I was just looking at the type of map :: (a -> b) -> [a] -> [b] and just the shape of this function made me wonder whether we could see the list forming operator [ ] as obeying various axioms common to normal modal logics (e.g, T, S4, S5, B), since we seem to have at least the K-axiom of normal modal logics, with [(a -> b)] -> [a] -> [b].

This leads to my question: are there familiar, interesting operators or functors in Haskell which have the syntax of modal operators of a certain kind, and which obey the axioms common to normal modal logics (i.e, K, T, S4, S5 and B)?

This question can be sharpened and made more specific. Consider an operator L, and its dual M. Now the question becomes: are there any familiar, interesting operators in Haskell with some of the following properties:

(1) L(a -> b) -> La -> Lb

(2) La -> a

(3) Ma -> L(M a)

(4) La -> L(L a)

(5) a -> L(M a)

It would be very interesting to see some nice examples.

I've thought of a potential example, but it would be good to know whether I am correct: the double negation translation with L as not not and M as not. This translation takes every formula a to its double negation translation (a -> ⊥) -> ⊥ and, crucially, validates axioms (1)-(4), but not axiom (5). I asked a question here https://math.stackexchange.com/questions/2347437/continuations-in-mathematics-nice-examples and it seems the double negation translation can be simulated via the continuation monad, the endofunctor taking every formula a to its double negation translation (a -> ⊥) -> ⊥. There Derek Elkins notes the existence of a couple of double negation translations corresponding, via the Curry-Howard isomorphism, to different continuation-passing style transforms, e.g. Kolmogorov's corresponds to the call-by-name CPS transform.

Perhaps there are other operations that can be done in the continuation monad via Haskell which can validate axioms (1)-(5).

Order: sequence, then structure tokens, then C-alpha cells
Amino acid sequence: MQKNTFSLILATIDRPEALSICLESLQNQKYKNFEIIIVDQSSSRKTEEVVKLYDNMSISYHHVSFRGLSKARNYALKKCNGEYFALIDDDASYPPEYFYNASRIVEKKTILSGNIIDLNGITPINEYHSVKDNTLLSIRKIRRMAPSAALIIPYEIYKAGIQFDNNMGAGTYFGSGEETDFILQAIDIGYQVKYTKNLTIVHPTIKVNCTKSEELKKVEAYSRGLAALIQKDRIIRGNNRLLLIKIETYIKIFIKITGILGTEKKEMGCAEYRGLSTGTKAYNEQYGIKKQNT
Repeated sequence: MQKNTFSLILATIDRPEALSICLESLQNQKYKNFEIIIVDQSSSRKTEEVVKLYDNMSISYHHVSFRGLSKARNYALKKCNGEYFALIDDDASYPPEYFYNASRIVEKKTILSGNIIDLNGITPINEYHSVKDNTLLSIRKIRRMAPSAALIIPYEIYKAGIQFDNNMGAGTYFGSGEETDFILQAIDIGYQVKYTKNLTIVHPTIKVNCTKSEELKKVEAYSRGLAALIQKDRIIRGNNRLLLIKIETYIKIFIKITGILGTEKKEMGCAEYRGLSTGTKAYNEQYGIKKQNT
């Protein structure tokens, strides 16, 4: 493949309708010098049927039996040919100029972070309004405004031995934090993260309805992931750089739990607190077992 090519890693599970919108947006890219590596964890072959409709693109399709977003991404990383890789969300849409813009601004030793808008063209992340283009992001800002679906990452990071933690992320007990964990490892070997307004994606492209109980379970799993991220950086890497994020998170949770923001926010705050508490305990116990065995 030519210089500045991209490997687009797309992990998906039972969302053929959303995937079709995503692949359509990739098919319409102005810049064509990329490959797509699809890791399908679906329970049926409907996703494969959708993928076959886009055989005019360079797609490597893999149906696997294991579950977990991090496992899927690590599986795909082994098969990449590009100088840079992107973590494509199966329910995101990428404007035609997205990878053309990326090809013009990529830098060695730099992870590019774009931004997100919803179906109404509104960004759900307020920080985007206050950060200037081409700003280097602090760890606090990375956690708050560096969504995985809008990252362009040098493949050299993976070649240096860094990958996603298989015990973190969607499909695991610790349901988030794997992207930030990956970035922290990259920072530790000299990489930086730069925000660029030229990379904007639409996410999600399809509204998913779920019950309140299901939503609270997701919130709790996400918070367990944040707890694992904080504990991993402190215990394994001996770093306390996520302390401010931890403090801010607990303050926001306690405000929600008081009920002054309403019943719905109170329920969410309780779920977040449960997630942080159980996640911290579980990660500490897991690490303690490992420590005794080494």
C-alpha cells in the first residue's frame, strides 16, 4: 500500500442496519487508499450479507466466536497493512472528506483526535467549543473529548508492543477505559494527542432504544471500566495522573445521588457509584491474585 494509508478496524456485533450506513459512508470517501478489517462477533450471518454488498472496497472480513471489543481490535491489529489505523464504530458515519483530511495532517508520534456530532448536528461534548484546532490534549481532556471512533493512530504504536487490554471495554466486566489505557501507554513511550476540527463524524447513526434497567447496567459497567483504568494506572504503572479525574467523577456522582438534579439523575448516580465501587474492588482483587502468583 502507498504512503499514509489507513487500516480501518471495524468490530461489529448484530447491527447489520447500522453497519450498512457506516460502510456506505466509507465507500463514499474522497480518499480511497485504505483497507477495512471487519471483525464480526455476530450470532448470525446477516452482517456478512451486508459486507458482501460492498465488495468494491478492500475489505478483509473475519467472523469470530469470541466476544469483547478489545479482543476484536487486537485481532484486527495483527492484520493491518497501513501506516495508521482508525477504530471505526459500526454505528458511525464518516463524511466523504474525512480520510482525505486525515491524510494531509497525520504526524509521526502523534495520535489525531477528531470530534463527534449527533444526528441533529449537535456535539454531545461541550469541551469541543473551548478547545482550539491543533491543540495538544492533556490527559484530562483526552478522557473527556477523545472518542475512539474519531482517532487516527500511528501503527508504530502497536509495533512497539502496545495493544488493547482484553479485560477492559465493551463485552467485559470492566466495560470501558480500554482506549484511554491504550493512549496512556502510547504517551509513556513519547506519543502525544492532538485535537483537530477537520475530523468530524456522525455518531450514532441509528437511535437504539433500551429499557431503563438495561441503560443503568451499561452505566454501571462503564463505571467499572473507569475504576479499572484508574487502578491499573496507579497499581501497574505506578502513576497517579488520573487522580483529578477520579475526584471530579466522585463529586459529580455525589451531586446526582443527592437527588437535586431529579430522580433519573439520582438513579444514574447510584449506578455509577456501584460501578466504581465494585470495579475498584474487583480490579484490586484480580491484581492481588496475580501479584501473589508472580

(And just to eliminate one example: there are clear relations between so-called Lax logic https://www.sciencedirect.com/science/article/pii/S0890540197926274 and Monads in Haskell, with the return operation obeying the laws of the modal operator of this logic (which is an endofunctor). I am not interested so much in those examples, but in examples of Haskell operators which obey some of the axioms of modal operators in classical normal modal logics)

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    I don't know what your question is but [a -> b] -> [a] -> [b] is the type of (<*>) specialized to the [] instance of Applicative. Mar 13, 2018 at 18:00
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    We have (<*>) :: [a -> b] -> [a] -> [b], and also for the "function modality" we have (<*>) :: (e -> (a -> b)) -> (e -> a) -> (e -> b) which is the well-known K combinator. Probably just coincidence that they share the K name, though. ;-) Mar 13, 2018 at 18:01
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    On the "too broad" close votes: FWIW, I don't feel this question should be closed. It is phrased in a rather speculative way (likely due to the OP's unfamiliarity with Haskell, which was mentioned in the original revision of the question); however, at its core there is a fairly reasonable question about whether the functor classes have something to do with modal operators.
    – duplode
    Mar 13, 2018 at 19:36
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    L sure as heck looks like a comonad, not sure what a corresponding M would be offhand. But e.g. known comonads such as nonempty lists of a, pairs (w,a) would satisfy.